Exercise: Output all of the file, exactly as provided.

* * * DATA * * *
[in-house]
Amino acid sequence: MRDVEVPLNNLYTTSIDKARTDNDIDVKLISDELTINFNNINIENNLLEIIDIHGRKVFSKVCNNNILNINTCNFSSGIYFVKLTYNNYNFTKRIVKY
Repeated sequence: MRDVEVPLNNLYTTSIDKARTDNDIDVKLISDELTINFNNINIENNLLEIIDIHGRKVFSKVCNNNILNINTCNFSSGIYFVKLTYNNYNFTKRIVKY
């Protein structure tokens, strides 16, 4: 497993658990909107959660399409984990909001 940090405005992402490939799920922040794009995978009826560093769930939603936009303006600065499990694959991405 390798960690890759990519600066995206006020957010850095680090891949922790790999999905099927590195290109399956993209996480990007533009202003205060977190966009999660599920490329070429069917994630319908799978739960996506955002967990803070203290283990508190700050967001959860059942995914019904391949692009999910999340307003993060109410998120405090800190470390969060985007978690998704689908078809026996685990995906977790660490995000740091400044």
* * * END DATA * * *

[in-house]
Amino acid sequence: MRDVEVPLNNLYTTSIDKARTDNDIDVKLISDELTINFNNINIENNLLEIIDIHGRKVFSKVCNNNILNINTCNFSSGIYFVKLTYNNYNFTKRIVKY
Repeated sequence: MRDVEVPLNNLYTTSIDKARTDNDIDVKLISDELTINFNNINIENNLLEIIDIHGRKVFSKVCNNNILNINTCNFSSGIYFVKLTYNNYNFTKRIVKY
């Protein structure tokens, strides 16, 4: 497993658990909107959660399409984990909001 940090405005992402490939799920922040794009995978009826560093769930939603936009303006600065499990694959991405 390798960690890759990519600066995206006020957010850095680090891949922790790999999905099927590195290109399956993209996480990007533009202003205060977190966009999660599920490329070429069917994630319908799978739960996506955002967990803070203290283990508190700050967001959860059942995914019904391949692009999910999340307003993060109410998120405090800190470390969060985007978690998704689908078809026996685990995906977790660490995000740091400044």